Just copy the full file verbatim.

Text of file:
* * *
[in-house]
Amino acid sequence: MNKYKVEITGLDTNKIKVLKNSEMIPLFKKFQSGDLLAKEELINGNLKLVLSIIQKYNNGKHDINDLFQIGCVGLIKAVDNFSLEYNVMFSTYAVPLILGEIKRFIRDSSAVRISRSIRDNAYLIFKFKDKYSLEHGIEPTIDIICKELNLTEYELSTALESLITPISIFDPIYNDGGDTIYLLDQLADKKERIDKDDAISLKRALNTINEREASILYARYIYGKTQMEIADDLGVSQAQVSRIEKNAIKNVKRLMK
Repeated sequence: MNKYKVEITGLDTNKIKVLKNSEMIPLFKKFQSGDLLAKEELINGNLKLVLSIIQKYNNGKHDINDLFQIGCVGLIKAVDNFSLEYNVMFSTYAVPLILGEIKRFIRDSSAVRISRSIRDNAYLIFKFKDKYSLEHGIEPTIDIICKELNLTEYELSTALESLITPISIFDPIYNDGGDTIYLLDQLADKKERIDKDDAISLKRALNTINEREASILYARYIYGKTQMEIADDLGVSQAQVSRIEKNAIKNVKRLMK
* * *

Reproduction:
[in-house]
Amino acid sequence: MNKYKVEITGLDTNKIKVLKNSEMIPLFKKFQSGDLLAKEELINGNLKLVLSIIQKYNNGKHDINDLFQIGCVGLIKAVDNFSLEYNVMFSTYAVPLILGEIKRFIRDSSAVRISRSIRDNAYLIFKFKDKYSLEHGIEPTIDIICKELNLTEYELSTALESLITPISIFDPIYNDGGDTIYLLDQLADKKERIDKDDAISLKRALNTINEREASILYARYIYGKTQMEIADDLGVSQAQVSRIEKNAIKNVKRLMK
Repeated sequence: MNKYKVEITGLDTNKIKVLKNSEMIPLFKKFQSGDLLAKEELINGNLKLVLSIIQKYNNGKHDINDLFQIGCVGLIKAVDNFSLEYNVMFSTYAVPLILGEIKRFIRDSSAVRISRSIRDNAYLIFKFKDKYSLEHGIEPTIDIICKELNLTEYELSTALESLITPISIFDPIYNDGGDTIYLLDQLADKKERIDKDDAISLKRALNTINEREASILYARYIYGKTQMEIADDLGVSQAQVSRIEKNAIKNVKRLMK